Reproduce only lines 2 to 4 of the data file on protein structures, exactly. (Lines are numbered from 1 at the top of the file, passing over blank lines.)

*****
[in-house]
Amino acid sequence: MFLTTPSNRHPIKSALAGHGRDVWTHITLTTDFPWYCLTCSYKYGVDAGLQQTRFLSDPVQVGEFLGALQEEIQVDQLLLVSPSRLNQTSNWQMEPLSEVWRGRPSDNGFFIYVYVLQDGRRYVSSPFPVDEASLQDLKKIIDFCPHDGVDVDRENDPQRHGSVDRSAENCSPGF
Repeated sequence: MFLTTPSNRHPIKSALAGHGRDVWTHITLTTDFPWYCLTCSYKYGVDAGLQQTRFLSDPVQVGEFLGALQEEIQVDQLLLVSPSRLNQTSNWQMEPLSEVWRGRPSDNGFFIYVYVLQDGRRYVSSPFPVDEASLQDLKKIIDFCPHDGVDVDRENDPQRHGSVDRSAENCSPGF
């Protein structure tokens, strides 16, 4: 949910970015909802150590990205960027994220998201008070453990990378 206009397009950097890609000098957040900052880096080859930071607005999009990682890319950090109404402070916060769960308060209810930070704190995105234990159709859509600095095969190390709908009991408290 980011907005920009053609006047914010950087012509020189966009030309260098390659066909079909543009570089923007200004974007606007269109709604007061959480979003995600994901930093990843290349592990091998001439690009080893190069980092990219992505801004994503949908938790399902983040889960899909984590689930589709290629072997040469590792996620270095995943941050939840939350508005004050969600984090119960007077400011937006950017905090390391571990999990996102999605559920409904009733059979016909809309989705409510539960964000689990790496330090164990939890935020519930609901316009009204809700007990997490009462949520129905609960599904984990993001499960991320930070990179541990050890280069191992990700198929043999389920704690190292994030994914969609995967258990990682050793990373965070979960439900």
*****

Amino acid sequence: MFLTTPSNRHPIKSALAGHGRDVWTHITLTTDFPWYCLTCSYKYGVDAGLQQTRFLSDPVQVGEFLGALQEEIQVDQLLLVSPSRLNQTSNWQMEPLSEVWRGRPSDNGFFIYVYVLQDGRRYVSSPFPVDEASLQDLKKIIDFCPHDGVDVDRENDPQRHGSVDRSAENCSPGF
Repeated sequence: MFLTTPSNRHPIKSALAGHGRDVWTHITLTTDFPWYCLTCSYKYGVDAGLQQTRFLSDPVQVGEFLGALQEEIQVDQLLLVSPSRLNQTSNWQMEPLSEVWRGRPSDNGFFIYVYVLQDGRRYVSSPFPVDEASLQDLKKIIDFCPHDGVDVDRENDPQRHGSVDRSAENCSPGF
């Protein structure tokens, strides 16, 4: 949910970015909802150590990205960027994220998201008070453990990378 206009397009950097890609000098957040900052880096080859930071607005999009990682890319950090109404402070916060769960308060209810930070704190995105234990159709859509600095095969190390709908009991408290 980011907005920009053609006047914010950087012509020189966009030309260098390659066909079909543009570089923007200004974007606007269109709604007061959480979003995600994901930093990843290349592990091998001439690009080893190069980092990219992505801004994503949908938790399902983040889960899909984590689930589709290629072997040469590792996620270095995943941050939840939350508005004050969600984090119960007077400011937006950017905090390391571990999990996102999605559920409904009733059979016909809309989705409510539960964000689990790496330090164990939890935020519930609901316009009204809700007990997490009462949520129905609960599904984990993001499960991320930070990179541990050890280069191992990700198929043999389920704690190292994030994914969609995967258990990682050793990373965070979960439900």